Tagged: ACDF graft choices; OPLL
Smitty123ParticipantJanuary 29, 2020 at 4:16 pmPost count: 4
Hi – I have recently been doing research on ACDF surgery here in CT/NY. I have 5 opinions that vary from top institutions. Majority are recommending the use of titanium cage but one just recommended PEEK.
It appears there may be a financial incentive with PEEK and although initial results seem good, long term fusion may be limited. With the titanium, there seems to be potential for future “intrusion” into vertebrae (not sure I have that correct).
Any feedback you can give, would be appreciated. I’m “only” 53 and my cervical spine is a bit a mess with the need for C4/5 and 5/6. I’ve been a very active runner, cyclist, mnt biker, skier over the years. I’m told I risk being paralyzed if I continue on, so I’m currently on hold and walking, but I would love to have some activity again that is a bit more than walking.
Thank you, SSDonald Corenman, MD, DCModeratorJanuary 30, 2020 at 6:58 amPost count: 8459
There are four different graft choices for an ACDF; autograft hip, allograft, PEEK cage and titanium cage. Each has benefits and issues. Autograft is the gold standard. It heals within 6-8 weeks, heals at a very high rate and incorporate fully. The obvious issue is you need a small incision and you have graft site discomfort for anywhere from 1-6 weeks.
Allograft is good as it is biologically active and incorporates well. The two problems are that allograft can collapse (fracture) as it is brittle in the beginning and does not heal as well as autograft.
PEEK cages are acceptable but have a problem in that the area of PEEK that touches the vertebra is biologically non-active. That means that some of the surface area is not capable of healing leading to a slower healing response and reduced chance of healing. There are some newer PEEK surfaces that are titanium coated so it remains to be seen if these are biologically more active.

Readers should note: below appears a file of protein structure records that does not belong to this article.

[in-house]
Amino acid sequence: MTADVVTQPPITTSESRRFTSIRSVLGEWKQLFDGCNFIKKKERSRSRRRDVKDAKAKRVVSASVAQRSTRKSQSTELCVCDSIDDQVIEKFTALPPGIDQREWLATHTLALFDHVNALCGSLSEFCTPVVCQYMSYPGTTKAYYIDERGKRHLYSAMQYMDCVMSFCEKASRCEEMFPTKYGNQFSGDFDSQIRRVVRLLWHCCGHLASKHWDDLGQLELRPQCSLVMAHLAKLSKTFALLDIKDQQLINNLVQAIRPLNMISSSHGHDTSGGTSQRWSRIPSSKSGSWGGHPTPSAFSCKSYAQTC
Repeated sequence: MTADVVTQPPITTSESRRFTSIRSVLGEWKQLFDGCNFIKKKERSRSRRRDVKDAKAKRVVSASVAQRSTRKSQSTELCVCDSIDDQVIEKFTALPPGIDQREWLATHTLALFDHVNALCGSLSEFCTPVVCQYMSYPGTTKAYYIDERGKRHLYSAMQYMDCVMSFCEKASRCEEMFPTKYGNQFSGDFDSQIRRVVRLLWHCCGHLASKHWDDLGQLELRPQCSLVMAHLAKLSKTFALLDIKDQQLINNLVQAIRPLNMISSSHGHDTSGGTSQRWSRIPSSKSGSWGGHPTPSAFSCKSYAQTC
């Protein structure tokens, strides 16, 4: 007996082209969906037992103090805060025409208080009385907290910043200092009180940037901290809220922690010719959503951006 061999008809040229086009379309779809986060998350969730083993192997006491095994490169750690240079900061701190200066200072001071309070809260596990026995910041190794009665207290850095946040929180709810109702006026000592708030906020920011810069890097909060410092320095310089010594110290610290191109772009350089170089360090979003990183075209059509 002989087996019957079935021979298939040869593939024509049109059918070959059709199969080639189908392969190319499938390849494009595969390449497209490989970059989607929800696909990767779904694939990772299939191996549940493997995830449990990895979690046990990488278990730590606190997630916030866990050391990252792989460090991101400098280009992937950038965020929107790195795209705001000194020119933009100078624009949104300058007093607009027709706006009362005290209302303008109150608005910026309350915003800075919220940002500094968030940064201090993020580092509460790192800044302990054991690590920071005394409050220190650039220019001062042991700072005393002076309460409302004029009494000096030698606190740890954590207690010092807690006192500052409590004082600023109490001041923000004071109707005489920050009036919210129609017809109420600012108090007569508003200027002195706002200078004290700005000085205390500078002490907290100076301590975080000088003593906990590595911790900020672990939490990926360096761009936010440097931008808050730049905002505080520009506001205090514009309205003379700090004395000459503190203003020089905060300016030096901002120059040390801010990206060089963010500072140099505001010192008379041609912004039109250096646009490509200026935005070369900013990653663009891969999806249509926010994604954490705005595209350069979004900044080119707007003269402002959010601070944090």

Finally, titanium cages are making a come-back. These are more biologically active than PEEK but come with a real problem. They don’t allow MRI imaging at the implant level and even can obscure CT scans so if something does not go as well as to be expected, imaging is compromised.
You have to put a biological ingrowth material like autograft bone, demineralized bone matrix or allograft into the PEEK cage or titanium cage and that can also make a difference.
I personally like autograft, PEEK cages with titanium ingrowth and allograft.
Dr. CorenmanSmitty123ParticipantJanuary 31, 2020 at 5:08 amPost count: 4
Thank you – I really appreciate your quick response.Smitty123ParticipantFebruary 12, 2020 at 5:11 pmPost count: 4
Hi Dr. Corenman – I received additional information regarding my cervical spine. cat scan has indicated I have OPLL. So it seems ACDF is no longer a possible surgery. I’m contemplating sending you all of my discs for review to see what your opinion would be on how to proceed.
It seems there is no best practice and I’m at a loss as to what advice to follow. I wonder if you have experience with decompression and OPLL in a relatively young woman (53) and what the future may hold after a surgery to address. I’m told that the surgeries are to make me “safe” and that pain reduction and symptoms cannot be guaranteed. I’m someone that has enjoyed skiing, mountain biking, and numerous other activities. The person I spoke to today really only has experience with people that are probably at least 10 years older than I am.
I’m told options are: 1. posterior Laminoplasty 2. anterior corpectomy that comes with risk of dura tear 3. I think there was a third but cannot recall what it is – perhaps it was corpectomy coming from the back but this would not address radicular pain (but neither does the laminoplasty. One surgeon told me all three and expected me to decide. The other recommended laminoplasty.
I’m at a loss as to how to decide who to go with and what procedure will be right for me. Any thoughts you have would be helpful.
Thank you!Donald Corenman, MD, DCModeratorFebruary 14, 2020 at 7:14 amPost count: 8459
Your choice for surgical procedures depends upon many factors. Do you have central narrowing (stenosis) in the canal? Do you have nerve root compression? Do you have neck pain along with shoulder and arm symptoms? How significant is your OPLL? Did you have a CT scan along with the MRI to determine the extent of the OPLL? How many levels are involved? Do you have instability? What have the previous surgeons suggested and why?
Dr. CorenmanSmitty123ParticipantMarch 10, 2020 at 1:29 pmPost count: 4
Thank you! I’ve decided to send you my reports and image cd-roms and hope we can talk through. I followed up with Sara. At the end of the day, I’m most likely going with anterior corpectomy. My concerns are my age and what I may / may not be able to do again. I also know this procedure comes with potential complications. Looking for another expert to calmly talk through with.
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